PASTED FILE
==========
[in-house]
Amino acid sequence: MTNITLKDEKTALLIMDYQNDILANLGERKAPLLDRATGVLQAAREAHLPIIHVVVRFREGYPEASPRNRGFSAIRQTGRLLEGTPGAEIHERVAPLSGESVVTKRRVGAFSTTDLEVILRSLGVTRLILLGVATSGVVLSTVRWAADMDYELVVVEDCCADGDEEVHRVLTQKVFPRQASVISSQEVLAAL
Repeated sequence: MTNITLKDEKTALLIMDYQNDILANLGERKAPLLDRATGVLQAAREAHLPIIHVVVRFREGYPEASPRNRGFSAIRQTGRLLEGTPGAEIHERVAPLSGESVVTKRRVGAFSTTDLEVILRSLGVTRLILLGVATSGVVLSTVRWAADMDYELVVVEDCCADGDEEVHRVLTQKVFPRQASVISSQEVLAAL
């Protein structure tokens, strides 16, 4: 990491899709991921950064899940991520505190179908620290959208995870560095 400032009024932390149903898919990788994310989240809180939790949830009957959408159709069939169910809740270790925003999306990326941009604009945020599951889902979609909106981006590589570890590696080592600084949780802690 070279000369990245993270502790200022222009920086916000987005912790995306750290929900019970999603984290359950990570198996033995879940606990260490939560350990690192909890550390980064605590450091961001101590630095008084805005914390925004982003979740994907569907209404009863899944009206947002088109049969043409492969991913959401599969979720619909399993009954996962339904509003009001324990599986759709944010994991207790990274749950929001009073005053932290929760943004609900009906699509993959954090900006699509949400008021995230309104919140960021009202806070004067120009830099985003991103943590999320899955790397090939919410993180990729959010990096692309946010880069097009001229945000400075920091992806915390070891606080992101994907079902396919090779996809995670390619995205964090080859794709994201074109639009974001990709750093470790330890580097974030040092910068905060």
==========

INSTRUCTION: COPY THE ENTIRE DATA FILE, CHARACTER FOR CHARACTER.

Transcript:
[in-house]
Amino acid sequence: MTNITLKDEKTALLIMDYQNDILANLGERKAPLLDRATGVLQAAREAHLPIIHVVVRFREGYPEASPRNRGFSAIRQTGRLLEGTPGAEIHERVAPLSGESVVTKRRVGAFSTTDLEVILRSLGVTRLILLGVATSGVVLSTVRWAADMDYELVVVEDCCADGDEEVHRVLTQKVFPRQASVISSQEVLAAL
Repeated sequence: MTNITLKDEKTALLIMDYQNDILANLGERKAPLLDRATGVLQAAREAHLPIIHVVVRFREGYPEASPRNRGFSAIRQTGRLLEGTPGAEIHERVAPLSGESVVTKRRVGAFSTTDLEVILRSLGVTRLILLGVATSGVVLSTVRWAADMDYELVVVEDCCADGDEEVHRVLTQKVFPRQASVISSQEVLAAL
């Protein structure tokens, strides 16, 4: 990491899709991921950064899940991520505190179908620290959208995870560095 400032009024932390149903898919990788994310989240809180939790949830009957959408159709069939169910809740270790925003999306990326941009604009945020599951889902979609909106981006590589570890590696080592600084949780802690 070279000369990245993270502790200022222009920086916000987005912790995306750290929900019970999603984290359950990570198996033995879940606990260490939560350990690192909890550390980064605590450091961001101590630095008084805005914390925004982003979740994907569907209404009863899944009206947002088109049969043409492969991913959401599969979720619909399993009954996962339904509003009001324990599986759709944010994991207790990274749950929001009073005053932290929760943004609900009906699509993959954090900006699509949400008021995230309104919140960021009202806070004067120009830099985003991103943590999320899955790397090939919410993180990729959010990096692309946010880069097009001229945000400075920091992806915390070891606080992101994907079902396919090779996809995670390619995205964090080859794709994201074109639009974001990709750093470790330890580097974030040092910068905060």